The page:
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  28. you look so pretty sitting up in your star gazing perch.
    xx

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  29. I'm so thankful for stars!
    And for your smiling face too!
    Give your doggies a hug for me and Tanner.

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  30. I think this is one of the reasons I return to the south shore so often. I just need to gaze. It's very quiet where we live, but there is something very magical about a shore sky- like Gigi mentioned-there seems to be more stars near the sea

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  31. I get an ethereal tingle every time I look up into a clear night sky.

    Your pic looks like you are peering out from Willow Manor!

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  32. OH! What a lovely description of the night sky in the country!

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  33. what beautiful words ... just last night we wandered out into the dark night for a walk with our pooch and remarked at the beautiful stars glinting brightly in the sky. So different from the orange glow of our old city home. May you sit at that window and lose yourself in a fairy tale for many hours!

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  34. when we visited Dumfries recently we spent every evening by the river looking at the stars, the skies were so clear and we could see all the stars, I've never seen stars like that in this country and rarely in this hemisphere, though I got to know the southern skies very well the two years I lived in malawi. I am sad that we have lost the stars, I love the moon very much and she is so beautiful in the Edinburgh autumn but she must be so lonely without the stars...

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  35. Oooh love the ivy growin gon the architecture!!! I've enjoyed popping around your site looking at all the lovely art work... and Edward of course!
    ENJOY!

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  36. Although I live in a village we have light pollution too. If I drive in the country at night I sometimes stop in a lay-by to look up at the stars.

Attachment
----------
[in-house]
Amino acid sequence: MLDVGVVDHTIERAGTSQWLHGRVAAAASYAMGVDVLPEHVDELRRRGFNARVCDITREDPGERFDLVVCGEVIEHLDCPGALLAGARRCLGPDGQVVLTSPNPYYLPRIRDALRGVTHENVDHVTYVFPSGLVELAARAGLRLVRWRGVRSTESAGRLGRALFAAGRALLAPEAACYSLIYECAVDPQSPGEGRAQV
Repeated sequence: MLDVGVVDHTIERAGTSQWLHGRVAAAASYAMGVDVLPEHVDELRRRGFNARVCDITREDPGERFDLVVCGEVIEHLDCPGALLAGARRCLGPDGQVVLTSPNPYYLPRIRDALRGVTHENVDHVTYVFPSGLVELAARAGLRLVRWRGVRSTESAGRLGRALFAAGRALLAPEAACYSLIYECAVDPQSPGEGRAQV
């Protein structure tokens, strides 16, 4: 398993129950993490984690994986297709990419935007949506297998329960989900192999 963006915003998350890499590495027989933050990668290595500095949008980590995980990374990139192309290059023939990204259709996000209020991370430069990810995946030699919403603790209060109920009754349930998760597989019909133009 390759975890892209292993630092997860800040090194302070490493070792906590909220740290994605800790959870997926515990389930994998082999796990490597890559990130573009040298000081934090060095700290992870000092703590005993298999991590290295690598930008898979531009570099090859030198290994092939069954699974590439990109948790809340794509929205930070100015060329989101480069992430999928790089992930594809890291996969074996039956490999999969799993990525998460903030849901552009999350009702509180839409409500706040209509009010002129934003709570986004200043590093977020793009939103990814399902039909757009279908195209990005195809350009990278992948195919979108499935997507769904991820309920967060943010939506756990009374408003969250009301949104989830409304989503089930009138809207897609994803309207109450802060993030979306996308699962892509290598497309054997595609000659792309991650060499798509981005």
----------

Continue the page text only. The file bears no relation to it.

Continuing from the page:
I am wondering where in england hat feather bed and black sky was.

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  37. now..if you and edward had been with me a few nights ago you would again have been transported to a magical starry place....gazing until your neck ached at the infinate sparkling stars and the milky way all laid out before us....that night was unimaginably beautiful and we were totally awestruck when not one but two shooting stars lit up the skies....a night to remember always...xx

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  38. What a lovely piece of work. It made me homesick for the country.

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  39. So beautiful, Pamela. Makes me want to get in my car right now and drive up to the mountains and have a look. I still might be too close to the city though. Hmmm... I'm going to plan something...

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  40. Whenever we travel the night sky full of stars is one of our most cherished sights. The stars are seldom seen in the competition of New York City's 24 hours of bright light and they are sorely missed.

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  41. Magical Pamela....I am fortunate to live in the country and often take a 'star walk' after dinner. It is that moment when your eyes adjust to the night sky that is so wonderful, xv.